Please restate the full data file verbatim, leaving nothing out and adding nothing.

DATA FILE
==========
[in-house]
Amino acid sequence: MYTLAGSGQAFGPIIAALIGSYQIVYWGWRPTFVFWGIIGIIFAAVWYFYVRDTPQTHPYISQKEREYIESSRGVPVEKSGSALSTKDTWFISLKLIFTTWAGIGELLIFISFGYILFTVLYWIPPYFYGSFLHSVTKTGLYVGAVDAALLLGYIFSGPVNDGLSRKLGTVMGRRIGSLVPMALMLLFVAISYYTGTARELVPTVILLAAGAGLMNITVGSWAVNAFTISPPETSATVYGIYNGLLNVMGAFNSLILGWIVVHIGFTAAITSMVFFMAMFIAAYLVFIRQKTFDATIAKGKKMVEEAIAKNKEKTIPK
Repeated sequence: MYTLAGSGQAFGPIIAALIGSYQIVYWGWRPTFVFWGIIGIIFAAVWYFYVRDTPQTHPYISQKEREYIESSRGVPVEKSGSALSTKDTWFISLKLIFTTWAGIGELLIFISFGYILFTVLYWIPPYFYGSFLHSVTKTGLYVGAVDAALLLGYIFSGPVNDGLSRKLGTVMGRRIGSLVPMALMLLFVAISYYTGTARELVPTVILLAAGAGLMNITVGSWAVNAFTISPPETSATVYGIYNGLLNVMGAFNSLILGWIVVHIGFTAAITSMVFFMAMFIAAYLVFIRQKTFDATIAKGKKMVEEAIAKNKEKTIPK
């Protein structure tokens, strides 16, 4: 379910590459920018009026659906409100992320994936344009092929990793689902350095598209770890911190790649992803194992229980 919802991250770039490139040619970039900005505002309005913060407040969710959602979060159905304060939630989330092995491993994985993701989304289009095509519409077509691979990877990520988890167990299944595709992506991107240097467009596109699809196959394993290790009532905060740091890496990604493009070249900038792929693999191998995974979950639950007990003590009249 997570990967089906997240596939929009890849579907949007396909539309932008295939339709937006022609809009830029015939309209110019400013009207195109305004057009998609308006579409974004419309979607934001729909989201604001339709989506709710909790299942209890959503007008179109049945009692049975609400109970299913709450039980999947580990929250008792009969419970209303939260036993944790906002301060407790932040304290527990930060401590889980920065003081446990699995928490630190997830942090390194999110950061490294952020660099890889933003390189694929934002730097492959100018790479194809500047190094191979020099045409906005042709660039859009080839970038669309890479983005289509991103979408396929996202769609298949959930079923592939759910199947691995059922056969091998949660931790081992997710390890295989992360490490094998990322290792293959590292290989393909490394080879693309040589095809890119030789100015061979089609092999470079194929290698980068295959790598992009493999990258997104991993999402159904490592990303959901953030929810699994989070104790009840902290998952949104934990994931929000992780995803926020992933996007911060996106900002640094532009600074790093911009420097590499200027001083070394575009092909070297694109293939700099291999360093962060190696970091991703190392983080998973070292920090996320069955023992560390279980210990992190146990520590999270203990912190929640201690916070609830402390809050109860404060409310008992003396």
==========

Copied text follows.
[in-house]
Amino acid sequence: MYTLAGSGQAFGPIIAALIGSYQIVYWGWRPTFVFWGIIGIIFAAVWYFYVRDTPQTHPYISQKEREYIESSRGVPVEKSGSALSTKDTWFISLKLIFTTWAGIGELLIFISFGYILFTVLYWIPPYFYGSFLHSVTKTGLYVGAVDAALLLGYIFSGPVNDGLSRKLGTVMGRRIGSLVPMALMLLFVAISYYTGTARELVPTVILLAAGAGLMNITVGSWAVNAFTISPPETSATVYGIYNGLLNVMGAFNSLILGWIVVHIGFTAAITSMVFFMAMFIAAYLVFIRQKTFDATIAKGKKMVEEAIAKNKEKTIPK
Repeated sequence: MYTLAGSGQAFGPIIAALIGSYQIVYWGWRPTFVFWGIIGIIFAAVWYFYVRDTPQTHPYISQKEREYIESSRGVPVEKSGSALSTKDTWFISLKLIFTTWAGIGELLIFISFGYILFTVLYWIPPYFYGSFLHSVTKTGLYVGAVDAALLLGYIFSGPVNDGLSRKLGTVMGRRIGSLVPMALMLLFVAISYYTGTARELVPTVILLAAGAGLMNITVGSWAVNAFTISPPETSATVYGIYNGLLNVMGAFNSLILGWIVVHIGFTAAITSMVFFMAMFIAAYLVFIRQKTFDATIAKGKKMVEEAIAKNKEKTIPK
């Protein structure tokens, strides 16, 4: 379910590459920018009026659906409100992320994936344009092929990793689902350095598209770890911190790649992803194992229980 919802991250770039490139040619970039900005505002309005913060407040969710959602979060159905304060939630989330092995491993994985993701989304289009095509519409077509691979990877990520988890167990299944595709992506991107240097467009596109699809196959394993290790009532905060740091890496990604493009070249900038792929693999191998995974979950639950007990003590009249 997570990967089906997240596939929009890849579907949007396909539309932008295939339709937006022609809009830029015939309209110019400013009207195109305004057009998609308006579409974004419309979607934001729909989201604001339709989506709710909790299942209890959503007008179109049945009692049975609400109970299913709450039980999947580990929250008792009969419970209303939260036993944790906002301060407790932040304290527990930060401590889980920065003081446990699995928490630190997830942090390194999110950061490294952020660099890889933003390189694929934002730097492959100018790479194809500047190094191979020099045409906005042709660039859009080839970038669309890479983005289509991103979408396929996202769609298949959930079923592939759910199947691995059922056969091998949660931790081992997710390890295989992360490490094998990322290792293959590292290989393909490394080879693309040589095809890119030789100015061979089609092999470079194929290698980068295959790598992009493999990258997104991993999402159904490592990303959901953030929810699994989070104790009840902290998952949104934990994931929000992780995803926020992933996007911060996106900002640094532009600074790093911009420097590499200027001083070394575009092909070297694109293939700099291999360093962060190696970091991703190392983080998973070292920090996320069955023992560390279980210990992190146990520590999270203990912190929640201690916070609830402390809050109860404060409310008992003396």